Gone are the days when environment design of an Early Childhood Centre took a back seat to functionality and practicality. Of course these still need to be taken into consideration when designing a space for children but what people now realise is there are far more important things to think about.
Something as seemingly simple as lighting can make a crucial difference to a space. Is there enough natural light? Is it ambient and easy on the eyes? Do you need to have artificial light and do you want this to be a feature? Is there a place for coloured or dispersed light? All those decisions and things to think about and we’re only up to lighting!
First impressions for a Centre are crucial to gain bookings and create a well-respected reputation in the community. The frontage and entrance to a centre are the first things a family sees and can potentially make or break a first impression. An entrance needs to be inviting and welcoming for families and needs touches that say that ‘This is a place for children’. A foyer is also a great place to introduce the teachers in the centre and have some information about each of them.
What about the walls? The colour scheme needs to be aesthetically pleasing but more importantly neutral and calming. Not bright, overbearing and over-stimulating. Are you going to have pinboards for displays to keep them looking neat and tidy? Will they be at the children’s level so that they have access to their art and other work? Then there’s texture, could you add this to the walls? I’m a big advocate for texture. Having a variety of textured and tactile experiences are great for children to explore and further develop their working theories and understanding of the world around them. Floors and ceilings are very important in the daily life of children. Think about how much time a child spends on the floor during play. Because of this flooring needs to be practical but comfortable, and plain so as to allow equipment to stand out more clearly, and reduce visual clutter in an already busy room. Ceilings, too, are crucially important when you take into consideration how much time children, particularly infants, spend looking at ceilings. They should be brought down to a lower level using soft, tactile drapings and made interesting with mobiles and other hangings.
Once you have the walls, floors and ceilings decided you can move onto within a space. A play space for children needs to welcome them in and create a sense of magic for them. I have tried to look at what I think are the most important things to consider for within a space and have come up with the eight S’s.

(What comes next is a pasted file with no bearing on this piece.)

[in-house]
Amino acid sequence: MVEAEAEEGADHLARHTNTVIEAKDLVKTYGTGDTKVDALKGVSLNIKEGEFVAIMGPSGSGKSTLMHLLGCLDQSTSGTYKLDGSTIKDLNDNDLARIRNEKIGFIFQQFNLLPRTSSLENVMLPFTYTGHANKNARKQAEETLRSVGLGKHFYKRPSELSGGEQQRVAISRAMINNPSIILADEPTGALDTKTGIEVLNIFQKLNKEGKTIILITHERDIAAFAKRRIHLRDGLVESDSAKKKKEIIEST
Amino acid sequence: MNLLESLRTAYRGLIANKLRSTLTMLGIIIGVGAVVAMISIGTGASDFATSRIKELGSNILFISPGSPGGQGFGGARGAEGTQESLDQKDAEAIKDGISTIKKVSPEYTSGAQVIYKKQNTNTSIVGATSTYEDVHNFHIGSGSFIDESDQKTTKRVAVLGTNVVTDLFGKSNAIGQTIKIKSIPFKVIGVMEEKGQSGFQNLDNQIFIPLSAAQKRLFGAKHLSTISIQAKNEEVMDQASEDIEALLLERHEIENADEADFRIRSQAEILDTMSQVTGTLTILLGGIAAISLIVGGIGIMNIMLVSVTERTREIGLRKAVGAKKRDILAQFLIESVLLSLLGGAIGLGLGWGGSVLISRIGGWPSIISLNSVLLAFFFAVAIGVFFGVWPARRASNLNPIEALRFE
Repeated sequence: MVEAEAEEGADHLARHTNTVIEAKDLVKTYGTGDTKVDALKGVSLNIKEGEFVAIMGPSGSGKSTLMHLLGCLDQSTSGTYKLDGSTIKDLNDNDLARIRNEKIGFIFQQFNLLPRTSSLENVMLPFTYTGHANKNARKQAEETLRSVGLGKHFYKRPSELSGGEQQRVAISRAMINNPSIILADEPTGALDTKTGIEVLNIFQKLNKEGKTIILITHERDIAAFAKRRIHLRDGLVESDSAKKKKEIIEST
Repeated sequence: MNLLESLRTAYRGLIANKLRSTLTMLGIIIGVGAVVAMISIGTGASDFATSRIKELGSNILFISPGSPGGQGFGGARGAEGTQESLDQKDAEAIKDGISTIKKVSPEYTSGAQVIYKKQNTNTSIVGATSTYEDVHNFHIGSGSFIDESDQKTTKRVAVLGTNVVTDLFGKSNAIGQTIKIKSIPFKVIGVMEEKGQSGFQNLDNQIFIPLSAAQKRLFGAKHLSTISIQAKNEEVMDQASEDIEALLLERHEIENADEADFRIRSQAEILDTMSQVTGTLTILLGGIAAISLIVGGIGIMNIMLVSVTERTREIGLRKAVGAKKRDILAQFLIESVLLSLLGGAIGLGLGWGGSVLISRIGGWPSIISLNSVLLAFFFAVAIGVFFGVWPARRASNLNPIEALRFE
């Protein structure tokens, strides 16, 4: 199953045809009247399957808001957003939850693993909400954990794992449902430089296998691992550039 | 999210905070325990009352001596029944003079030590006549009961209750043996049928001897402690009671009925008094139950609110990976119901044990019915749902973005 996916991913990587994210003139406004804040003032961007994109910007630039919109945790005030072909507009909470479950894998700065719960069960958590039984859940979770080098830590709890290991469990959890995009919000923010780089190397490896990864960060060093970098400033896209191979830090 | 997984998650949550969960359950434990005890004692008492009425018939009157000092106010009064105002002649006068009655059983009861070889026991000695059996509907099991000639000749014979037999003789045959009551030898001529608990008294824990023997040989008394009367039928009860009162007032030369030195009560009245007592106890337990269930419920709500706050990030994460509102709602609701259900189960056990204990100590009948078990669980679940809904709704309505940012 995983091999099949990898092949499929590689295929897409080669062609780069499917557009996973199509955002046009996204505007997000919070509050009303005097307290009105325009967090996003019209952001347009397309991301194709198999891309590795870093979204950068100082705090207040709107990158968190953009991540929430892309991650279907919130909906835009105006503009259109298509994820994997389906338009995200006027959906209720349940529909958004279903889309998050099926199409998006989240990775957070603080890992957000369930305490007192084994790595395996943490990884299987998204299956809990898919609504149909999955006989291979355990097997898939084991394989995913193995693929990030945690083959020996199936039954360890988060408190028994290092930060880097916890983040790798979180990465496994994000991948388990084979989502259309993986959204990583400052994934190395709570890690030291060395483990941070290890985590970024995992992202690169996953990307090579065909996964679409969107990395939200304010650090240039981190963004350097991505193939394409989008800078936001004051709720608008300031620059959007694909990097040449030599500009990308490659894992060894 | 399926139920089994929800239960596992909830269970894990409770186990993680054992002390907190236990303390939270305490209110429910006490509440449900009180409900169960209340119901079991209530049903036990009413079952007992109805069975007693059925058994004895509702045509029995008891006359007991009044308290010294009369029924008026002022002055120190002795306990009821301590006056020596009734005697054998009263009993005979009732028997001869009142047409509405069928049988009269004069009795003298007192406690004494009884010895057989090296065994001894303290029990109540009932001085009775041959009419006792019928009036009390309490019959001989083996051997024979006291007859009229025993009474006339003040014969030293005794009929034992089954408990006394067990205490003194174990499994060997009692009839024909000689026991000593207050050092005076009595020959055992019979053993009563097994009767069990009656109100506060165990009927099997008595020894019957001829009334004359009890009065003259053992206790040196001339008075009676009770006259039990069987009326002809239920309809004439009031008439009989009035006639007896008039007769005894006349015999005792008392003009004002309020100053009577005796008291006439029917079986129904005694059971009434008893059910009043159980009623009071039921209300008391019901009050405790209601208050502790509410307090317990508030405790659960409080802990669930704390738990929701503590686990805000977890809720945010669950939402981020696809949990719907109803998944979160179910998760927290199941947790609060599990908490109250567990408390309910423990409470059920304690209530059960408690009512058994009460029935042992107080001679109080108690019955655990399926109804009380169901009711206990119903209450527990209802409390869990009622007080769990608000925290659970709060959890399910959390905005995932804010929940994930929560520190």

First is Simplicity, a simple room arrangement allows for a wide variety of appropriate experiences to be added and changed to accommodate movement patterns and changing interests. Moveable partitions keep a room divided for different uses that can be changed easily.
Stimulation is the key for children. They need to be provided with a variety of appropriate challenges to meet their growing skill levels and abilities, through equipment and activities that engage and maintain interest. Changes in levels allow children to learn about different perspectives. Children need to choose when they want to be stimulated and have experiences available for them to explore in their own, unhurried time and way.
The Senses need to be stimulated throughout exploration to encourage optimal development. Textures, smells, visual cues and interesting sounds all help children to develop a sense of wonder and interest in the world around them. A great way to do this is by connecting with nature. Children need to learn about the natural world and natural resources are great at stimulating the senses.
Seclusion and softness are two of my favourite S’s. The joy of protected corners creates safe, quiet places for children to retreat to for peace and time away from the busyness. In these protected spaces there should be no surprises and lots of soft cushions and other furnishings to create a safe, homely feel for children seeking them.
Stability is important, especially for toddlers, as the world can be confusing and overwhelming. Children feel more secure and more in control in an environment when they know what to expect and where to find things. Materials and resources need to remain while the interest in them does and should not be changed too frequently.
Lastly there is Safety and Sanitation. Equipment needs to be sturdy and children’s exploration and little sense of danger taken into consideration. Fall areas are a big consideration, as exploration will lead to accidents. Can all areas be seen for easier supervision? Sanitation should really be top of the list as despite it’s ‘practical’ application it is what will keep everyone healthy. Bathroom and nappy changing facilities need to be easy to use and inviting for children. Keeping toilets, hand basins and changing areas at children’s level empowers them to take responsibility for their own care and makes these areas much more functional for all that use them.
I have only briefly touched on some of the important aspects to take into consideration when designing play spaces for young children and as you can see there are many different things to think about vary carefully.
Interested in learning more about this topic? Check out our course – Environment Design in Early Childhood Education – via the Online Learning Hub.